Brazil: Decriminalize Abortion
Court Considering Petition to Expand Access
July 31, 2018
(São Paulo) – Brazil’s abortion laws are incompatible with its human rights obligations, Human Rights Watch said today, releasing a video about the issue. Human Rights Watch will speak at a public hearing on August 3 and 6, 2018, as part of a Supreme Court case challenging the criminalization of abortion in Brazil in the first 12 weeks of pregnancy. Human Rights Watch will urge the court to consider Brazil’s obligations under international law in reaching its ruling.
Abortion is legal in Brazil only in cases of rape, when necessary to save a woman’s life, or when the fetus suffers from anencephaly – a fatal congenital brain disorder. Women and girls who terminate pregnancies under any other circumstances face up to three years in prison.
No need to mislead
Alyssa Nebel & Linnette Vassell
Tuesday, July 10, 2018
In her commentary 'Don't distort abortion conversation, Member of Parliament (MP) Juliet Cuthbert-Flynn, published by the Jamaica Observer on July 2, 2108, Phillipa Davies, spokesperson for Jamaica Coalition for a Healthy Society, makes some very misleading statements to justify her organisation's opposition to legalising the termination of pregnancy under specific conditions. She argues that neither the Convention of the Elimination of All Forms of Discrimination Against Women (CEDAW) nor the Sustainable Development Goals (SDGs) discuss abortion. This argument stems from a surface reading of the SDGs and what seems to be a shallow understanding of CEDAW. In addition, Davies cherry-picks content from the recommendations of the Beijing Declaration and Platform for Action and consequently presents a one-sided and selective interpretation.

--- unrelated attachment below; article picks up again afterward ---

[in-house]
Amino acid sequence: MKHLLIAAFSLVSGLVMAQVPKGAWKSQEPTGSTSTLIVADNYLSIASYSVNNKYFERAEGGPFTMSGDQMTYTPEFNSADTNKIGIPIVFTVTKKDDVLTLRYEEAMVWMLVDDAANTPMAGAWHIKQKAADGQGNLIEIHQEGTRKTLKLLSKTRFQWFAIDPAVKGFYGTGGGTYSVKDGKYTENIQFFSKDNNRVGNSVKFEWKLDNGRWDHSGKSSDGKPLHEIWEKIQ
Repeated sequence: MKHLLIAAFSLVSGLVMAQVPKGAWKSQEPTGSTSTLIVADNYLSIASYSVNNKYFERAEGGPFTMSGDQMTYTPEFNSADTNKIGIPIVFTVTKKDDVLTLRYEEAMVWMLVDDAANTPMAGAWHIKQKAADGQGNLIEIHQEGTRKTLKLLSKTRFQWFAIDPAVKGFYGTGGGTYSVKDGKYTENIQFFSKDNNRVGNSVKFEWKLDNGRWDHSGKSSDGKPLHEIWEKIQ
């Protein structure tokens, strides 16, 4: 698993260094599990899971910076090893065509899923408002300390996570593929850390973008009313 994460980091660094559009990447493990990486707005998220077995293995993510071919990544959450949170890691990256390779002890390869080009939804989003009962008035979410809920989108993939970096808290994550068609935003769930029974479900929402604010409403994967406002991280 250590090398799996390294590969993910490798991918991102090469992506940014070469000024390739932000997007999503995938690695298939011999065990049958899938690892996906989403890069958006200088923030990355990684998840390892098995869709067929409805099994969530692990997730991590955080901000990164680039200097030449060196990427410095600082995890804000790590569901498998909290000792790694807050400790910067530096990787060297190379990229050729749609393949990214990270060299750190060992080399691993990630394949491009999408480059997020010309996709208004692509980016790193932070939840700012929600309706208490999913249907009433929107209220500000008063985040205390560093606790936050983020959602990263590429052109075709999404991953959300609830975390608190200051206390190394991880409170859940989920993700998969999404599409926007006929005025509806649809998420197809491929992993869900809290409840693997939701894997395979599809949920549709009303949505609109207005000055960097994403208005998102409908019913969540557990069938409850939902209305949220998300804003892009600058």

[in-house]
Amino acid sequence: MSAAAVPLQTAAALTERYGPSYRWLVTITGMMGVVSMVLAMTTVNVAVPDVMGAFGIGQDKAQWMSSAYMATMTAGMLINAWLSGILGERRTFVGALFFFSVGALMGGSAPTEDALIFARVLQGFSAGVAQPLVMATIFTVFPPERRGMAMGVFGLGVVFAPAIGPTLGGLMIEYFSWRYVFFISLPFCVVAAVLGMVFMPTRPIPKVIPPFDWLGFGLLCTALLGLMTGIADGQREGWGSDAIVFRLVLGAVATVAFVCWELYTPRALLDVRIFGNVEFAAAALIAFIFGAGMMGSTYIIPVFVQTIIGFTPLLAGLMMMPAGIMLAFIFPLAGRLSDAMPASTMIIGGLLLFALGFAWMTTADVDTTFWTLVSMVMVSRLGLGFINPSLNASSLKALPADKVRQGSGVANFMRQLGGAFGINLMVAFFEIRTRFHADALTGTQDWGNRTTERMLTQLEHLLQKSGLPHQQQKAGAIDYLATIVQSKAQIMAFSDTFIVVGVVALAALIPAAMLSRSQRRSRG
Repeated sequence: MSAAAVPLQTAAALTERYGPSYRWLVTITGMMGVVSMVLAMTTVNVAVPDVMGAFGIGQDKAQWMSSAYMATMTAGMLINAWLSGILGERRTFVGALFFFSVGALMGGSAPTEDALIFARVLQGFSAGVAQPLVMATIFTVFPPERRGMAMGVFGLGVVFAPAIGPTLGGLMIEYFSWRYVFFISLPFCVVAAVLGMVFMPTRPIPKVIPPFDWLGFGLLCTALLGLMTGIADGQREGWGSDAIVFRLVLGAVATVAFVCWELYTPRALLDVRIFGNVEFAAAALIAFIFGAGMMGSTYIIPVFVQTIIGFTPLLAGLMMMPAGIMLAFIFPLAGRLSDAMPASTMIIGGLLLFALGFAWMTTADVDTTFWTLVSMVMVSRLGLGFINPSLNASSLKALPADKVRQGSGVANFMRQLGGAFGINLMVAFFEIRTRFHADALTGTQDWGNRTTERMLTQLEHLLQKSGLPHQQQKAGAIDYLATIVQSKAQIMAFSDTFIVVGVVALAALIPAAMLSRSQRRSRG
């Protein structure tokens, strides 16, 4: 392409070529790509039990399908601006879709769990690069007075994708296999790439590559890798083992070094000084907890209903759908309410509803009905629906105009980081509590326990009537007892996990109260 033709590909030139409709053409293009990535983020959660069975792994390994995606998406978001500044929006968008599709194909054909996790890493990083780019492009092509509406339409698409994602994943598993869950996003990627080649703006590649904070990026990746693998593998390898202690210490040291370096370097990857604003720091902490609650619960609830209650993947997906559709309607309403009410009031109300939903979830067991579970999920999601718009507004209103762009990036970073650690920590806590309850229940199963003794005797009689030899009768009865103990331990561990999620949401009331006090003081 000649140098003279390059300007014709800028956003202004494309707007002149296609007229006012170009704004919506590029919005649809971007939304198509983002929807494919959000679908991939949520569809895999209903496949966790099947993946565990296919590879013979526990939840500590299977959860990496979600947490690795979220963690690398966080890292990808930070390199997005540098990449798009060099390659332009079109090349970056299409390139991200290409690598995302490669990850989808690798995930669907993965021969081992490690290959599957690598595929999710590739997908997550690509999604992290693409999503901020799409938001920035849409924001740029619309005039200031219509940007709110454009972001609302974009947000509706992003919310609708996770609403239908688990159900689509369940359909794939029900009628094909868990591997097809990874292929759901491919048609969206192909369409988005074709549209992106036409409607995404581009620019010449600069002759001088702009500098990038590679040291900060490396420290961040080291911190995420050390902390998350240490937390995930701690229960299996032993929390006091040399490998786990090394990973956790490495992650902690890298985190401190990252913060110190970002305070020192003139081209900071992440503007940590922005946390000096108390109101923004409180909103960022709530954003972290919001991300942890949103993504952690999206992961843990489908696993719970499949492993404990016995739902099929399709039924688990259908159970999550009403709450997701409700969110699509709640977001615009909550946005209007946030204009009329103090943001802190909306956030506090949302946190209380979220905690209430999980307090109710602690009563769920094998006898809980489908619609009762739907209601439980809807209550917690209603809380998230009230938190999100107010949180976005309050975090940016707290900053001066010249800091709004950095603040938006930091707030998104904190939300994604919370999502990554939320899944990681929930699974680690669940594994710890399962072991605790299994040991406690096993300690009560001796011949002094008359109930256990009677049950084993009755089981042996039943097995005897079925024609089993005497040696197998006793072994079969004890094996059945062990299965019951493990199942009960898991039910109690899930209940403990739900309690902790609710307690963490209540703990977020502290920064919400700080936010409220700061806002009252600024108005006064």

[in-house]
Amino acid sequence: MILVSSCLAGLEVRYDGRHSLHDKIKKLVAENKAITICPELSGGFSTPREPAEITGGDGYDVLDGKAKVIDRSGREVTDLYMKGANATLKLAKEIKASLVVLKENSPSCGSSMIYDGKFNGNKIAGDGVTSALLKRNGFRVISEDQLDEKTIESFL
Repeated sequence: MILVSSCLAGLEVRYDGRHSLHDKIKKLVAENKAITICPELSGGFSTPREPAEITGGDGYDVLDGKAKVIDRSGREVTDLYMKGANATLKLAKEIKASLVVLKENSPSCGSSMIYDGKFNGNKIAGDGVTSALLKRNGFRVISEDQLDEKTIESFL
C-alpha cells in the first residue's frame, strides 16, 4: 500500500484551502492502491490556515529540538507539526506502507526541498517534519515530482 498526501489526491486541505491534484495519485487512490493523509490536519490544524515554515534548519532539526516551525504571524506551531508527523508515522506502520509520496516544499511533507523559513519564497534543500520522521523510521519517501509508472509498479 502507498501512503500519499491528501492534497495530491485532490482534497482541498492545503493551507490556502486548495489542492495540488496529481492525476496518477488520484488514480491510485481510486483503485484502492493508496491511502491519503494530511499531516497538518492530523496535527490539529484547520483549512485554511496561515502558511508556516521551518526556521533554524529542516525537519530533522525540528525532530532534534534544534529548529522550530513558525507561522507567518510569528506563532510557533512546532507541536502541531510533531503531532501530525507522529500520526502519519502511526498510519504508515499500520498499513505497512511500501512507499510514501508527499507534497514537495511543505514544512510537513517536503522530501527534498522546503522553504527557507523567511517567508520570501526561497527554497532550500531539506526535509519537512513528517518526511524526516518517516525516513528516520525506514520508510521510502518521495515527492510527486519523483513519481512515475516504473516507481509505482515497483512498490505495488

It’s time for the Philippines to decriminalize abortion
Most of the women who are hospitalized and die from complications from unsafe abortion are poor, Roman Catholics, married, with at least 3 children, and have at least a high school education
Clara Rita Padilla
June 01, 2018
Last May 25, in a historic referendum, Ireland paved the way to increase access to abortion. The Irish citizens who voted to repeal the 8th amendment to the Constitution providing equal protection to the life of the woman and the unborn have won. This is great news for Irish women and for women living in restrictive abortion laws.
Finally, the overwhelming vote of 66.4% to repeal the 8th amendment is in line with women’s right to health. It clearly manifests respect for women’s right to decide and a significant step to save women’s lives and freedom from disability that result from denial of access to safe and legal abortion.
Amicus Brief: Decriminalization on Abortion in South Korea
May 22, 2018
Human Rights Watch has the honor of submitting this amicus brief in connection with case 2017Hun-Ba127, which is before the Constitutional Court of Korea (Constitutional Court). This case involves a review of the constitutionality of the Republic of Korea (South Korea)’s criminal law on abortion.
Under articles 269 and 270 of the Criminal Act, abortion is a crime, and any woman who undergoes an abortion risks up to one year of imprisonment or fines up to 2 million won (US$1850). Healthcare workers who provide abortions can face up to two years in prison, or more under certain circumstances.
Q&A: Human Rights Law and Access to Abortion
Updated July 24 2017
Is abortion a human rights issue?
States’ obligations to respect, protect, and fulfill human rights include areas of sexual and reproductive health and autonomy. Where access to safe and legal abortion services are unreasonably restricted, a number of women’s and girls’ human rights may be at risk. These include:
- Right to life
- Rights to health and health care
- Right to information
- Rights to nondiscrimination and equality
- Right to be free from cruel, inhuman, or degrading treatment
- Right to privacy
- Right to decide the number and spacing of children
- Right to security of person
- Right to liberty
- Right to enjoy the benefits of scientific progress
- Right to freedom of conscience and religion
Continued at source: Human Rights Watch: https://www.hrw.org/news/2017/07/24/qa-human-rights-law-and-access-abortion